It is now almost the end of Term 1. For more than a month, we’ve been hurtling through the world of commedia dell’arte. The ride has been long, and occasionally, quite rough and tumble. I never expected to take to commedia, but I’ve been surprised at how much it has brought out of me, both in terms of what I am capable of as a performer, and also in terms of what I love doing onstage.
In the first two weeks, the school provided us with existing character masks from the classical tradition – Pantalone, Harlequin, Capitano, etc. We were not so much informed about how to play the masks, than asked to figure them out ourselves. Much like the rest of the Lispa pedagogy, the teachers are more interested in you discovering your own version of Capitano, for example, rather than telling you the “right way” to play Capitano.
Capitano (see above) is a veteran sailor or soldier who pretends to be strong and brave, though in reality, he is actually a coward. Steph was the teacher who worked with us on the Capitano mask, and she led us through a series of investigations in which we explored the dynamics of an inflating and deflating balloon. The inflation of self-importance and the deflation of macho bravado. How can one switch quickly between the most over-the-top bravery and the most pitiful cowardice? By embodying the dynamics of the balloon, we were able to figure out what it is physically without over-analyzing it intellectually. When it came time for one Capitano to meet another Capitano, Steph harked back to the animal work we had done last year and asked us to embody competitive chickens/roosters. When fear kicked in, we swiftly turned into mice or lizards. In addition to the ability to switch back and forth quickly between the two states (which is where the comedy lies), there is now the question of build. If two roosters meet in the farmyard, how might they attempt to out-rooster one another, and how can that competition escalate?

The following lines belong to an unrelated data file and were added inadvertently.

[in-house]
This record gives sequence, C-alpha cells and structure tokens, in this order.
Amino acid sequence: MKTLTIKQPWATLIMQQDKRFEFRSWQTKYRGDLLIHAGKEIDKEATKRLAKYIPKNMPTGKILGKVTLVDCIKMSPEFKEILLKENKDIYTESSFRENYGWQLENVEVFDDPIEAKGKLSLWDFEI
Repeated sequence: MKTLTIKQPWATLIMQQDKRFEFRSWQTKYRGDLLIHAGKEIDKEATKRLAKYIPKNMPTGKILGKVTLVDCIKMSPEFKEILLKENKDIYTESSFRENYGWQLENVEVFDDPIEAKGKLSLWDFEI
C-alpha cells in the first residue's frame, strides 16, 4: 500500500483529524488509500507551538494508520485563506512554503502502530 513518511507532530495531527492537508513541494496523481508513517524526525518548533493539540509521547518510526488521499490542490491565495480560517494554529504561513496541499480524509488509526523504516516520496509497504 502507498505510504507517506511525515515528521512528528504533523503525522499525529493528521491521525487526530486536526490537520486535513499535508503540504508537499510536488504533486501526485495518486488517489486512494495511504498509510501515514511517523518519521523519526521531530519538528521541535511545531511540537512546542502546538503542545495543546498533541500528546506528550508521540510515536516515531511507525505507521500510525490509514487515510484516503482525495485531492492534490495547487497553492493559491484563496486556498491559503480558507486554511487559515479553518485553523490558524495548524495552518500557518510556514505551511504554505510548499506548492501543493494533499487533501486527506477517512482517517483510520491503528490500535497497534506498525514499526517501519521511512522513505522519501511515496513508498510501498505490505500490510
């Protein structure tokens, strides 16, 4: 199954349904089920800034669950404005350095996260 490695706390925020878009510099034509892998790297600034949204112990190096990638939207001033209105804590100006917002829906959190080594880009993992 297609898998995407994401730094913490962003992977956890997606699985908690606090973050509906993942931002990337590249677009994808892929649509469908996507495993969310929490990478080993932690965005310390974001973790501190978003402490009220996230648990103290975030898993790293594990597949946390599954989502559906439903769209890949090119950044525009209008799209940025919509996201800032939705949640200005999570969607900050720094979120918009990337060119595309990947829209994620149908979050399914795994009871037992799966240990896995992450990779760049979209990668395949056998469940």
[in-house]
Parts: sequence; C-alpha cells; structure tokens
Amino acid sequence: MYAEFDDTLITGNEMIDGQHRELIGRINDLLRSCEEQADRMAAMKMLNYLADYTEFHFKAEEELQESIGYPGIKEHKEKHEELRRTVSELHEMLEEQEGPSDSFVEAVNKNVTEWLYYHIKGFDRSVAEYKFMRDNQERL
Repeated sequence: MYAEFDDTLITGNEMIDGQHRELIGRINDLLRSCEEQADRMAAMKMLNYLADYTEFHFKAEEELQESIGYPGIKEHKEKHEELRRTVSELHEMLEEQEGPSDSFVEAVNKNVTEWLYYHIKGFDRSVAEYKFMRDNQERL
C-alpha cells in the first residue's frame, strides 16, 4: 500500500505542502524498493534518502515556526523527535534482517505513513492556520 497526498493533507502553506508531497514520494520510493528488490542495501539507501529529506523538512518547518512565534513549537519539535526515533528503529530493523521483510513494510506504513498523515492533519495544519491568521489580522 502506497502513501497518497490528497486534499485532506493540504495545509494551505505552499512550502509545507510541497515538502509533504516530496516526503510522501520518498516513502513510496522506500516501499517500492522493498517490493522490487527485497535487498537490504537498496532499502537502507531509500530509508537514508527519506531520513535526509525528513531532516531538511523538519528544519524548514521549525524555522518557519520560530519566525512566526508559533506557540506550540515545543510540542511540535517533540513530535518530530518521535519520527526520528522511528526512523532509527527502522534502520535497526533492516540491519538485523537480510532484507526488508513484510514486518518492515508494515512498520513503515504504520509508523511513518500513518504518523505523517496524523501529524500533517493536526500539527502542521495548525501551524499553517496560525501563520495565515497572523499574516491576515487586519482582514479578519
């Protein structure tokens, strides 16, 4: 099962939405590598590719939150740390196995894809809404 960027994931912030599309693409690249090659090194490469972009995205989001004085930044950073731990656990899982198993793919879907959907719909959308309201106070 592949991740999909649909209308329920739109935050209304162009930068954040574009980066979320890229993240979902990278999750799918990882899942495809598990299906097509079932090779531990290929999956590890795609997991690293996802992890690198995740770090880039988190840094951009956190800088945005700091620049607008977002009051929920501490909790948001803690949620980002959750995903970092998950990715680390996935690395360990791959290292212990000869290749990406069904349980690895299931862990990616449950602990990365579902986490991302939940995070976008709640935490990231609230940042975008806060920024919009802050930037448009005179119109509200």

I had a Lispa breakthrough moment during one of Steph’s Capitano classes. The improv for this class is “The meeting of two love rivals”. The meeting of two Capitanos. One of you has discovered that your lover cheated on you, so you have arranged to meet this love rival at night to duke it out. I went up with Marcell. “Ahha – not only has your lover cheated on you, but he did it with someone of the same sex!” said Steph.